Crime Library: Criminal Minds and Methods

Man In Shadows

Calls and Letters

Lab Technician Performs Handwriting Analysis
Lab Technician Performs Handwriting Analysis

Williams started calling Leighton at his muffler shop. Both men knew the calls were being monitored. They couldn't help but know it since every few minutes a recorded message played on the line reminding Leighton that the call he had received was from a state prison. Still, the two West Valley crooks tried to talk about the investigation by talking around it.

"They would discuss bits and pieces of how the police are investigating, such as if they have DNA, and other things of that nature," Szabo says. "And if you listen to their conversations, you can get the gist of where they're coming from."

Lab Technician Performs Handwriting Analysis
Lab Technician Performs Handwriting Analysis

Then there were the letters. Williams started writing to Leighton asking for money while he was locked up in the can. In one letter, Randy Williams wrote, "I was there for you, to help you, and now you need to help me. I need some money."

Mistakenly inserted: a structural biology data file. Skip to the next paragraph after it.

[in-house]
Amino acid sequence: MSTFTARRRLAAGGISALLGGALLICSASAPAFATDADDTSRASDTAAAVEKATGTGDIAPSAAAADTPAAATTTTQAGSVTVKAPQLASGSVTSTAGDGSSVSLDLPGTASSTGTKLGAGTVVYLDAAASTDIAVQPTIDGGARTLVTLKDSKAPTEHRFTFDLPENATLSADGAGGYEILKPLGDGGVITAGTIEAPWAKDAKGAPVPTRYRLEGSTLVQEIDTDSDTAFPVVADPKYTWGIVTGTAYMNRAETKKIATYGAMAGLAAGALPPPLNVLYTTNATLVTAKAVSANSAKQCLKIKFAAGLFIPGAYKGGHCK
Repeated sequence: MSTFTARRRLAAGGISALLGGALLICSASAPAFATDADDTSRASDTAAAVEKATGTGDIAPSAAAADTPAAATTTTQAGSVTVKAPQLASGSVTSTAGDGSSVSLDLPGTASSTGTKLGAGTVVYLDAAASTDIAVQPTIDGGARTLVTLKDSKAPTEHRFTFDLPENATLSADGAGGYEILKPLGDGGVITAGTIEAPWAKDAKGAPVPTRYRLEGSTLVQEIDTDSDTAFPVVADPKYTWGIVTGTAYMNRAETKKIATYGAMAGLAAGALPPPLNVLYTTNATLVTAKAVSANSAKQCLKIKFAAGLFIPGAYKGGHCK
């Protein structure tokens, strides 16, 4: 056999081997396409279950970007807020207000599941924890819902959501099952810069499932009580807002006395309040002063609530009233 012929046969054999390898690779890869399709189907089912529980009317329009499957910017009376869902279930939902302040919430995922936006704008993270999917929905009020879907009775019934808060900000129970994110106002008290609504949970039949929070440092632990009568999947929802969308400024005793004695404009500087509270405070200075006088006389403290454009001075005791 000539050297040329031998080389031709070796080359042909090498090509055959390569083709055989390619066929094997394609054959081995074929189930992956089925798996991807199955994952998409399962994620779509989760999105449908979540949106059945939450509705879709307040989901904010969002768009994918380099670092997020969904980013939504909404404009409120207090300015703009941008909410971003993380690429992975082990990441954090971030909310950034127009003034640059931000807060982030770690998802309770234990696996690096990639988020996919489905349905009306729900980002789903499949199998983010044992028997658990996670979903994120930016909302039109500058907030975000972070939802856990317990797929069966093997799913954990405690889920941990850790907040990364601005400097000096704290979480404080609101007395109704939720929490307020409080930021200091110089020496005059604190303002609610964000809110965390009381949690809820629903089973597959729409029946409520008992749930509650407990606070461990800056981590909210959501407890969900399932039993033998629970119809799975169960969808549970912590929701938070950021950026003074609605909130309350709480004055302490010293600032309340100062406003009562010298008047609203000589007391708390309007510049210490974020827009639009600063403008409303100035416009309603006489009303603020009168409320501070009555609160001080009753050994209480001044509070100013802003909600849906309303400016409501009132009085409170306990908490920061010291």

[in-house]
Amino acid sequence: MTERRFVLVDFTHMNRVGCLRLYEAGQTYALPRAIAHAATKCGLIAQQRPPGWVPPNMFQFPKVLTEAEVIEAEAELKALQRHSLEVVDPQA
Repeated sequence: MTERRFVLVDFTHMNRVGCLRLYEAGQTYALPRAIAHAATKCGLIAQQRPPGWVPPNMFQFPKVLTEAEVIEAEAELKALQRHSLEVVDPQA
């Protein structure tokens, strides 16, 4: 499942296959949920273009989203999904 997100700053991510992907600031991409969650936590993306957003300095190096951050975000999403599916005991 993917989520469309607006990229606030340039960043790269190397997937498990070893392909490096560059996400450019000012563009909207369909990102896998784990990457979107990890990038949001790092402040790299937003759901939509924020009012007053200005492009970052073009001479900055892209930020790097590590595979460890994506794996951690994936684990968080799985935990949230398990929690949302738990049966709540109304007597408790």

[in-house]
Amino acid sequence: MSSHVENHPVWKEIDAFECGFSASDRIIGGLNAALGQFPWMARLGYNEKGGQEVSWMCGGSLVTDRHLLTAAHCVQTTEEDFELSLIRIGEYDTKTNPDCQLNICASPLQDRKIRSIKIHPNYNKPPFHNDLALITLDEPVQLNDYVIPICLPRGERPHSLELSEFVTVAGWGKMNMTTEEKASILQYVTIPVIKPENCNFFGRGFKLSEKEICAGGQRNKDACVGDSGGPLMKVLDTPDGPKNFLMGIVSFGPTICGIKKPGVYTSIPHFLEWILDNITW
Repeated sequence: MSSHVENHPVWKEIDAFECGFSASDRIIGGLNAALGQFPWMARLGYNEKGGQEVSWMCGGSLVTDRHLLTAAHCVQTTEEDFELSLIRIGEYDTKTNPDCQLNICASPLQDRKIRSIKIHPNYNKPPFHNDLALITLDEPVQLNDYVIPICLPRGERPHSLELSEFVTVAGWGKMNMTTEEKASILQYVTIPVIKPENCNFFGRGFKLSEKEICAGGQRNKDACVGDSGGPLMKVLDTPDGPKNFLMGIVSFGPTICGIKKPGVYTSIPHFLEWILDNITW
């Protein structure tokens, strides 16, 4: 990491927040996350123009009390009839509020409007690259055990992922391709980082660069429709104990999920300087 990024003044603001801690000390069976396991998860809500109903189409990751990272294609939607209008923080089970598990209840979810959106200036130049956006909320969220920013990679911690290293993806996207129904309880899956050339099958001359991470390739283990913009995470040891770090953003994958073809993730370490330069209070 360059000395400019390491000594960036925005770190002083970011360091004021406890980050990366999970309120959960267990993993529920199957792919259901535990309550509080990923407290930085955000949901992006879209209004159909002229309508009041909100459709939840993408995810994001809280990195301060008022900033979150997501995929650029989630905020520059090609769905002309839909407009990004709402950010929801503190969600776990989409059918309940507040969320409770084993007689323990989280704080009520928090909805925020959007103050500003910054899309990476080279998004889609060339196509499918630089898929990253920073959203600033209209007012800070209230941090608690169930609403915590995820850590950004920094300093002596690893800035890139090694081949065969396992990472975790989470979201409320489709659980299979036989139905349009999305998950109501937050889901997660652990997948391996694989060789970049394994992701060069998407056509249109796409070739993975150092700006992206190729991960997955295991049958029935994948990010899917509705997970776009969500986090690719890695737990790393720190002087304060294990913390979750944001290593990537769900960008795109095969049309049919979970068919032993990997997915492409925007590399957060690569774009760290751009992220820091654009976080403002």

Prisoners don't carry cash, but they can put money "on the books." Each prisoner has an account. If they have money in their accounts they can buy things like cigarettes, candy, and toiletries.

"Some of the letters were incriminating," says Deputy D.A. Kevin McCormick.

Leighton started sending money to Williams. He mailed money orders using fake names and fake return addresses. He used a female acquaintance to mail the envelopes. To Szabo and Galeria, Leighton's actions seemed awfully suspicious for a guy who at first told them he was only vaguely familiar with Randy and didn't even know his last name.

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